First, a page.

As you may have noticed, this space isn't necessarily a place to fight or win substantial political arguments. I have no intention of telling you how to vote nor am I interested in how you vote. In the smoke filled discourse we choke on every day there isn't a place in the culture that doesn't wage these battles on an overtly superficial level. I don't think you could get me to do that here even at gunpoint.
Rather, bad arguments are my business here. If something looks structurally unsound or intellectually unintelligible- a shelter for good people to hide behind bad arguments- then it raises my hackles and you may end up reading about it here. This is a deconstruction of one particularly bad argument people have endlessly mounted again and again not because it is strong (it isn't) but because they are continuously attempting to build a castle around a house of sand.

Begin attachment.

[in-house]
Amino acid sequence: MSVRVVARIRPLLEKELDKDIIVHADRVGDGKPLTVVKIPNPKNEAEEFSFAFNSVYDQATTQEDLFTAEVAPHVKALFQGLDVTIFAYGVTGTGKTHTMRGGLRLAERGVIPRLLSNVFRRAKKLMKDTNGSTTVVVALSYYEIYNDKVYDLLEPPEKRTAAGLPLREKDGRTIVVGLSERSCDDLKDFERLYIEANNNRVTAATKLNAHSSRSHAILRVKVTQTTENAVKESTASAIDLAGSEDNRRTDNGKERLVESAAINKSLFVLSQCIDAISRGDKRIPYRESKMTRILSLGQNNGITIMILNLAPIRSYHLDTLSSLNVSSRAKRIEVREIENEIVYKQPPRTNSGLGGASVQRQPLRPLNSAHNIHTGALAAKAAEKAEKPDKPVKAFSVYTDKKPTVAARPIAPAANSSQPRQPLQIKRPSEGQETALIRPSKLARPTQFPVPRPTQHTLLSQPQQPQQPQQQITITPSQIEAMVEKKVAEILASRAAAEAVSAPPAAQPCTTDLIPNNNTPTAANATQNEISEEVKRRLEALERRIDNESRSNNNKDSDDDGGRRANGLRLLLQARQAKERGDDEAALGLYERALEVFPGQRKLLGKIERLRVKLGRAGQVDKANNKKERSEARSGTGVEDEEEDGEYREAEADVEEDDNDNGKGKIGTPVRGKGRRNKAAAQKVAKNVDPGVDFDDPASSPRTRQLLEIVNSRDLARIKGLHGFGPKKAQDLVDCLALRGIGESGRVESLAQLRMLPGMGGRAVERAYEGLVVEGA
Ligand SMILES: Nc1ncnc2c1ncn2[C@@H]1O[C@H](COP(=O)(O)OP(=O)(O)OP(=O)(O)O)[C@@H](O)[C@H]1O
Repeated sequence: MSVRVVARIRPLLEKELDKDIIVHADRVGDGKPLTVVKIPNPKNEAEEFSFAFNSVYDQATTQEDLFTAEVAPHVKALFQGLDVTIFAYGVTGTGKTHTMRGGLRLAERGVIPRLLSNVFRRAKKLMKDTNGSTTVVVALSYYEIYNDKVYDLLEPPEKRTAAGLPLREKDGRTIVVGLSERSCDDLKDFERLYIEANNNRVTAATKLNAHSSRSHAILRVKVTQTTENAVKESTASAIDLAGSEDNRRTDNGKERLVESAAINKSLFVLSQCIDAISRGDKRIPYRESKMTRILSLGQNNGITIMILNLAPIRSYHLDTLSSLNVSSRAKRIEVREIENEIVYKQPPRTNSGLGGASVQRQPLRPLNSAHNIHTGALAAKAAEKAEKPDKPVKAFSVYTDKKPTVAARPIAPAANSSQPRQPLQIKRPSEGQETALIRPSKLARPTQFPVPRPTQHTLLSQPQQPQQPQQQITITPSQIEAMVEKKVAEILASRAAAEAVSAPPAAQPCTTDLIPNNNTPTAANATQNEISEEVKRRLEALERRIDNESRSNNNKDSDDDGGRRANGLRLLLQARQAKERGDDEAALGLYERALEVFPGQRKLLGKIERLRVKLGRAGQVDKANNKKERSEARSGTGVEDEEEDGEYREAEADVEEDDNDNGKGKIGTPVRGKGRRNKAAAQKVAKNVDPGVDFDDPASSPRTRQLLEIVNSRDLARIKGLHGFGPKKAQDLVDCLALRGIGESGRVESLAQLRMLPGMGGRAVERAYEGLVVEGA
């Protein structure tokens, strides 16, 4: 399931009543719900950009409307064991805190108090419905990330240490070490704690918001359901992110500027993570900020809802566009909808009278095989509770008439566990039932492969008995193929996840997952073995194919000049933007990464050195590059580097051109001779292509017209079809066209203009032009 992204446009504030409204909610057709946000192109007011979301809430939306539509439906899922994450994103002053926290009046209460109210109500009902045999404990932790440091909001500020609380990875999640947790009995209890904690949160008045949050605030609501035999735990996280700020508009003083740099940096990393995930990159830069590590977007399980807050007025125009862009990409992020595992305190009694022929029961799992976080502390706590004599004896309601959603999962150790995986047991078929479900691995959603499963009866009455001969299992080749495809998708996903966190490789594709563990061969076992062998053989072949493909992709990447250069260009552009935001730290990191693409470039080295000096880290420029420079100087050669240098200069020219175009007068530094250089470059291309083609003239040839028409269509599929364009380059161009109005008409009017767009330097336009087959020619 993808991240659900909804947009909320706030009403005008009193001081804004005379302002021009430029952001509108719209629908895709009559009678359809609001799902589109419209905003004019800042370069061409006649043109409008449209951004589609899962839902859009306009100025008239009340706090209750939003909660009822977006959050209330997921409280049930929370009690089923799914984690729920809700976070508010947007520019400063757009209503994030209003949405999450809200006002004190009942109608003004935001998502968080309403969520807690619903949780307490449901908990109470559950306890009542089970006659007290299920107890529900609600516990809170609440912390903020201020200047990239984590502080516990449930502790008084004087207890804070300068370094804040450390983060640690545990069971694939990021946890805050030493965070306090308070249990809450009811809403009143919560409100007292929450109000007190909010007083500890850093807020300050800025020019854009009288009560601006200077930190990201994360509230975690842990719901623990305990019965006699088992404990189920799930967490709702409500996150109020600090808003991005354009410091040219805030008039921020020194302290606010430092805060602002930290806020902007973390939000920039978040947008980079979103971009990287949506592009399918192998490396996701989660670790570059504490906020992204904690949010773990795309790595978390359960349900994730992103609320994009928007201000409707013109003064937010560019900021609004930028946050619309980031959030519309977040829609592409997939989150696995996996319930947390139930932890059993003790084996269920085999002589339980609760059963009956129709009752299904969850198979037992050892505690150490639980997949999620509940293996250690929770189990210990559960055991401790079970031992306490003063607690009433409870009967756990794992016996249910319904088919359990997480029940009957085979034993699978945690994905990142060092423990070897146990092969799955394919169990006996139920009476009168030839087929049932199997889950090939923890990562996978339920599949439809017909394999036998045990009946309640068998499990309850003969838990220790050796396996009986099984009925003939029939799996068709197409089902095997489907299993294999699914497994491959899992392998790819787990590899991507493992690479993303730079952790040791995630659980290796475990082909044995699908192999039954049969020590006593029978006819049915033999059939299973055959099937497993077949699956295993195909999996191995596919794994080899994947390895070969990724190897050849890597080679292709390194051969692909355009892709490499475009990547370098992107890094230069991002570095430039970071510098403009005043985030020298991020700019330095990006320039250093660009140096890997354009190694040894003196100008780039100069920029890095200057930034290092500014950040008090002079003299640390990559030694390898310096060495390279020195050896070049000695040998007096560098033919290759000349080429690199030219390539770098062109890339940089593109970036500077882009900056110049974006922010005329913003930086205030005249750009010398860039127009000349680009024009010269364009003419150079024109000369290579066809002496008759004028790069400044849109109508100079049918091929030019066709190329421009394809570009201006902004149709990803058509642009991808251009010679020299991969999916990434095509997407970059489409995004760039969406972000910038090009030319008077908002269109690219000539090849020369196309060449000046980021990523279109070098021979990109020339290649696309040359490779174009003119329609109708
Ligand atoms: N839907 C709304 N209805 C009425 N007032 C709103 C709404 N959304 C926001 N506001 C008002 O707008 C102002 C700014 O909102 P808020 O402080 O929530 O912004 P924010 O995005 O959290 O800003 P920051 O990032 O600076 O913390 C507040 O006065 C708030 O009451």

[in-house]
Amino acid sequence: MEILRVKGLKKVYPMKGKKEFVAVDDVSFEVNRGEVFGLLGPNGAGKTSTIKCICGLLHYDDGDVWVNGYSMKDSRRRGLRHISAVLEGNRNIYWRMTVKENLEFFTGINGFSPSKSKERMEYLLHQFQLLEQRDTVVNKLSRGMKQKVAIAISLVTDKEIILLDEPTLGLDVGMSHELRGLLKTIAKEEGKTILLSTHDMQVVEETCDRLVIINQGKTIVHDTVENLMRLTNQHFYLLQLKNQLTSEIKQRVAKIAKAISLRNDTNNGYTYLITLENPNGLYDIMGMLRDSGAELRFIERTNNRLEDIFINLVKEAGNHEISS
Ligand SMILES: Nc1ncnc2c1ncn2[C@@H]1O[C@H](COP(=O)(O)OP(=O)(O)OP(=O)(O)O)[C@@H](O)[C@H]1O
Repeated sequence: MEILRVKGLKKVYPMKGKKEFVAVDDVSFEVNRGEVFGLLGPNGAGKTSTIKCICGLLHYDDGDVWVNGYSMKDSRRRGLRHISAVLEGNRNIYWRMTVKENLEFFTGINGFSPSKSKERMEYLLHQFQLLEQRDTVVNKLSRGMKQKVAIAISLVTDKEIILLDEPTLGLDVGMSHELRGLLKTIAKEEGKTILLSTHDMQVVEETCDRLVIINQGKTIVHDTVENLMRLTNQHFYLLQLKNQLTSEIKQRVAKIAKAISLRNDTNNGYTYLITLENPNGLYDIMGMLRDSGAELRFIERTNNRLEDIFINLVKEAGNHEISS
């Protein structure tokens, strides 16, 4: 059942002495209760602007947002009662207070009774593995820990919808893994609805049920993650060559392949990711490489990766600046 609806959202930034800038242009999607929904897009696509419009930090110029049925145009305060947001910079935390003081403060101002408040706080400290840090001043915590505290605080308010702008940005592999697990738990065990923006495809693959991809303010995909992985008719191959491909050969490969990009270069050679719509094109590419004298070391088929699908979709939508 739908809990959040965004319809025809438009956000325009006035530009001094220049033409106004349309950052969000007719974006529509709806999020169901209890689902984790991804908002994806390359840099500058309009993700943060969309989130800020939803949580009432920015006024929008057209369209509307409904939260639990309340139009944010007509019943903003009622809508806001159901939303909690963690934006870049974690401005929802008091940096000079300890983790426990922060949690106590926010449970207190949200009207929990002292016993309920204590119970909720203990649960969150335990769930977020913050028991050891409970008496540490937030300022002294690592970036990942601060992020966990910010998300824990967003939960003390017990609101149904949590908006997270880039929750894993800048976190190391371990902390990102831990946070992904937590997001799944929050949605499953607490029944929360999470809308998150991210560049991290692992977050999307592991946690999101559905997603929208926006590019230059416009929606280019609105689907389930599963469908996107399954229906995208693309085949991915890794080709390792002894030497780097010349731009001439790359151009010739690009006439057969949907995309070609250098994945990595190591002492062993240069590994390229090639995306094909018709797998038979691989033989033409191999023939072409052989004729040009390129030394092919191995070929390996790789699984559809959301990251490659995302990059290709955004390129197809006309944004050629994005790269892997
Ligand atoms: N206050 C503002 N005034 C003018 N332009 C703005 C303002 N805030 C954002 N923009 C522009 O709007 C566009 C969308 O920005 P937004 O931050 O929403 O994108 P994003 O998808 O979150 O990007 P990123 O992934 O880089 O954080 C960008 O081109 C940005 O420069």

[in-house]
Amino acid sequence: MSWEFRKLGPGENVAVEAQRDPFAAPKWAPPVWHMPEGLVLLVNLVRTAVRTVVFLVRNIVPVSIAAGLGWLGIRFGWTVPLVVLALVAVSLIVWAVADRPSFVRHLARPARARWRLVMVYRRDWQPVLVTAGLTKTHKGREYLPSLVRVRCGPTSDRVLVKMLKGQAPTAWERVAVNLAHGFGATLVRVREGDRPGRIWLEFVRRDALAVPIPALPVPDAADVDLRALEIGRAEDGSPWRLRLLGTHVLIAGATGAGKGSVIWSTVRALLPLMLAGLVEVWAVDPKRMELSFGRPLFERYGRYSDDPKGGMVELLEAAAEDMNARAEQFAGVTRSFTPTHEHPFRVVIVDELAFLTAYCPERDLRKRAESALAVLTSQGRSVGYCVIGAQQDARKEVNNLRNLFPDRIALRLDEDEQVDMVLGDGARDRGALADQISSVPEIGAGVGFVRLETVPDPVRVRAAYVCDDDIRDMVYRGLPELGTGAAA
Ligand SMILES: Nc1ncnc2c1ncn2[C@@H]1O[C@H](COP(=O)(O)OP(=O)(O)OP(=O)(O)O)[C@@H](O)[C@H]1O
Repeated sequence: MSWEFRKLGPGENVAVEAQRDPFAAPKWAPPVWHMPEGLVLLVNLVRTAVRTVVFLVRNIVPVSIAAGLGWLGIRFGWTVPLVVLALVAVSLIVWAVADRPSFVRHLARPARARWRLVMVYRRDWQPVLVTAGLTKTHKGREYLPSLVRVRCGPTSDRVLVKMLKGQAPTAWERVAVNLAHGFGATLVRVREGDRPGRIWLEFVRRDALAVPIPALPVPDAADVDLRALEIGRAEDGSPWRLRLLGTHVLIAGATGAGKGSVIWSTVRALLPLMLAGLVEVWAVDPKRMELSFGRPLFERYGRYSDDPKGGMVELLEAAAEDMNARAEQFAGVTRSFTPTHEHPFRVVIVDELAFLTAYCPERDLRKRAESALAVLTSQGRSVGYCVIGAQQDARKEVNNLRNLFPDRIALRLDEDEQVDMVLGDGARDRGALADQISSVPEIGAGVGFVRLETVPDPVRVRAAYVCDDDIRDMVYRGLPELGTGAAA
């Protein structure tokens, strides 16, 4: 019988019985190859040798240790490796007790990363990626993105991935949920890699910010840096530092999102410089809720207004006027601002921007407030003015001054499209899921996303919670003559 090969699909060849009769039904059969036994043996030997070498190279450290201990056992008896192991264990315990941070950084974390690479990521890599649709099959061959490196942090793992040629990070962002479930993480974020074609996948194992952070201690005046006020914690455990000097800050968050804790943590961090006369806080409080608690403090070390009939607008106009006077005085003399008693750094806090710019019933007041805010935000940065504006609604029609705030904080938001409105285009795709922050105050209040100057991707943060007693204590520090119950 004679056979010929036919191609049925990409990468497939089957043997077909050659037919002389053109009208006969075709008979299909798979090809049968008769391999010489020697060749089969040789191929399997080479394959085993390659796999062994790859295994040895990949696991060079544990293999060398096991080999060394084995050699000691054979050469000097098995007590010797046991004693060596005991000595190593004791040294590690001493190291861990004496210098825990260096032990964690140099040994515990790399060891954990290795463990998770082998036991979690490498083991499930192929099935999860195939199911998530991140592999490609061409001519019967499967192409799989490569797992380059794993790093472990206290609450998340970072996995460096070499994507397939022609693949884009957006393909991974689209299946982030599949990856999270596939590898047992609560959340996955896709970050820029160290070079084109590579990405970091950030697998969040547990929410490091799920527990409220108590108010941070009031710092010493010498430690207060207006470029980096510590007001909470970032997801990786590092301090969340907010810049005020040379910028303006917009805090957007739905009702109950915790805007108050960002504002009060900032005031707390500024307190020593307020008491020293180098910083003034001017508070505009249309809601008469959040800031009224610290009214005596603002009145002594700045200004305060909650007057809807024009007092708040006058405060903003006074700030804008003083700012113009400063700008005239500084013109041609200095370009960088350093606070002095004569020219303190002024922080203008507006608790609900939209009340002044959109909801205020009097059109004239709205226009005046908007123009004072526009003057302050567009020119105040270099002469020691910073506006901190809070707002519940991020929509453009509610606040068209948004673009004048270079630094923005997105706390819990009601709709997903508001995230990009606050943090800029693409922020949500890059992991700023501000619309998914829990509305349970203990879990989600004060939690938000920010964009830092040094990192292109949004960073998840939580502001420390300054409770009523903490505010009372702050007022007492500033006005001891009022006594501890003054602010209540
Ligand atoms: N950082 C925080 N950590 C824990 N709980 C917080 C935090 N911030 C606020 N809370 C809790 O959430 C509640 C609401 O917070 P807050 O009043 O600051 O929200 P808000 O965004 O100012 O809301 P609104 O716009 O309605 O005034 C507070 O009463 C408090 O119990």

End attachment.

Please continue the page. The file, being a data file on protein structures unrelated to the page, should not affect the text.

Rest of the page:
A close friend recently asked me to subject myself to James Lindsay's podcast Biden Is Not the Room. I'll link to it here but what follows will amount to me saving you the trouble.
The podcast itself is a parade of bad arguments and straw men, thinly veiled emotional reasoning dressed up in a patina of intellectualism and a level of political prognostication somewhere between Jim Cramer and a shovel to the head.
It would be fruitless and far too intensive to knock down every straw man tangled in the weeds of Lindsay's arguments so I'll address the pillars of his arguments on why he has to vote for Trump.